Although Capote exhibits Perry’s impulsive and heinous actions are due to his internal struggle, his ultimate goal is to illustrate Perry as a ruthless, manipulative murderer; therefore, he asserts that even the most monstrous of people can captivate compassion from others because of the diverse layers of their personality. To begin, Capote uses a paradox to highlight Perry’s internal struggle that lead him to doing such atrocities. Throughout the novel, Capote reveals to readers that Perry had a hard life growing up and most everyone in his family committed suicide, besides his only surviving sibling, Barbara. While Capote is talking about Perry’s family, he says, “They shared a doom against which virtue was no defense" (Capote 185).
Perry Smith, for instance, is shown as a sensitive and creative young man who adores music and literature, yet he is also capable of carrying out horrible acts of violence. Similar to the Clutter family, who are ultimately the victims of a senseless and terrible crime despite being hailed as models of respectability and decency for the middle class. Overall, "In Cold Blood" makes use of irony to highlight the random and frequently arbitrary nature of crime and bloodshed and to comment on the capacity of humans for both good and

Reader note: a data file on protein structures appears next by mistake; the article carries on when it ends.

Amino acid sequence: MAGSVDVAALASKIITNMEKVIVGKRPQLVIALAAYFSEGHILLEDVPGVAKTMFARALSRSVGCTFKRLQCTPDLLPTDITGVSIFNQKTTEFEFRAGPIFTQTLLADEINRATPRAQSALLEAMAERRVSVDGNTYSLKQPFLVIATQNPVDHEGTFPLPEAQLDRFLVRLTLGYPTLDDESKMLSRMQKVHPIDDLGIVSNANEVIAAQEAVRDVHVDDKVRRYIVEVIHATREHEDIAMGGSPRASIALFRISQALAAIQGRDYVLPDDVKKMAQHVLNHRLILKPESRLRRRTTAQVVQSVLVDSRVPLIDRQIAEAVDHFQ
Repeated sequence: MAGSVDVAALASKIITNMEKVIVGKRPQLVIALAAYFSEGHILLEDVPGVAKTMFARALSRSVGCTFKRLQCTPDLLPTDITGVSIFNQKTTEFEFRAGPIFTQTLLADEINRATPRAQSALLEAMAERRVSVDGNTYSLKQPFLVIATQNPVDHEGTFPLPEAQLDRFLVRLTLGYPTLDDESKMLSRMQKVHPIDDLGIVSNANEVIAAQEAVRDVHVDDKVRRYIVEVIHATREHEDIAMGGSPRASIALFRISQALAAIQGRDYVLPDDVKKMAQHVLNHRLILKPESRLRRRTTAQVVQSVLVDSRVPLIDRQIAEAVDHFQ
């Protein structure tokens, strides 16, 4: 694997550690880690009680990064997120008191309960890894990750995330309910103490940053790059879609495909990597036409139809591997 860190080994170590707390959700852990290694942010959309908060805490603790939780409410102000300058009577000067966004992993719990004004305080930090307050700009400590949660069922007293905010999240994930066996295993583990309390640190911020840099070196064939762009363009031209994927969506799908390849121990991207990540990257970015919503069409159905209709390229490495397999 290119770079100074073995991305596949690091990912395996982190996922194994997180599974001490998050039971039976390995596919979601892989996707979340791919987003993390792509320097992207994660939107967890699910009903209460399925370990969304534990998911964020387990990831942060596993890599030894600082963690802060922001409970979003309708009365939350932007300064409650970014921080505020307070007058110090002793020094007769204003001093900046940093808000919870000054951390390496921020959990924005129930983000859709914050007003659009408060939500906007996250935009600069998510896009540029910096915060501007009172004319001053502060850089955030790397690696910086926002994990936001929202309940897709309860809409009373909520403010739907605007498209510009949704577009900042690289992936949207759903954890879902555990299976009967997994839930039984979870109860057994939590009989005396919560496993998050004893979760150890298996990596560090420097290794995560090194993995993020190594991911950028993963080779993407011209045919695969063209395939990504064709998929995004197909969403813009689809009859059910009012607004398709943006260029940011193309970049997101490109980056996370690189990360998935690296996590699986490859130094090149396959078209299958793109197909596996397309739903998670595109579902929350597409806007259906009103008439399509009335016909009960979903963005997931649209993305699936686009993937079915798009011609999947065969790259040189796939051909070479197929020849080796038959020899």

Perry’s erratic spontaneous outbursts is what caused him to go through with the murders and slit Mr. Clutter’s throat which put him on the killing frenzy that ended the rest of the Clutters lives. Capote highlights Perry’s sociopathic tendencies by comparing them to that of Dicks Psychopathic tendencies which exemplifies how when put together they are at each others fault for the
Though it appears the author’s intent was to create an objective chronicle of both Dick and Perry, much of In Cold Blood’s fascination embodies an analysis of complementary and polar personalities. Capote indubitably relates to Perry presumably due to the fact that he recognizes him as a diminutive derelict with an embellished vocabulary. Smith, for example, had “two thick notebooks,...which constituted his personal dictionary… (Sample Page; ‘Thanatoid = deathlike; Nescient = ignorance…’)” (Capote 90).
Nature versus nurture is one of the most controversial debates in contemporary psychology. The debate concerning whether or not humans are born with the preset characteristics that will shape lives for years to come or whether actions are a result of the events and the environment that pave the way for our behavioral characteristics. Capote’s “In Cold Blood” gives the audience a detailed look into the upbringing of the character Perry Smith, creating a sympathetic outlook towards his past and attempting to bring a sense of understanding as to how a seemingly harmless young man could brutally murder four innocent people. In the case of Perry Smith, nurture was the cause of his actions in regards to the Clutter family murders.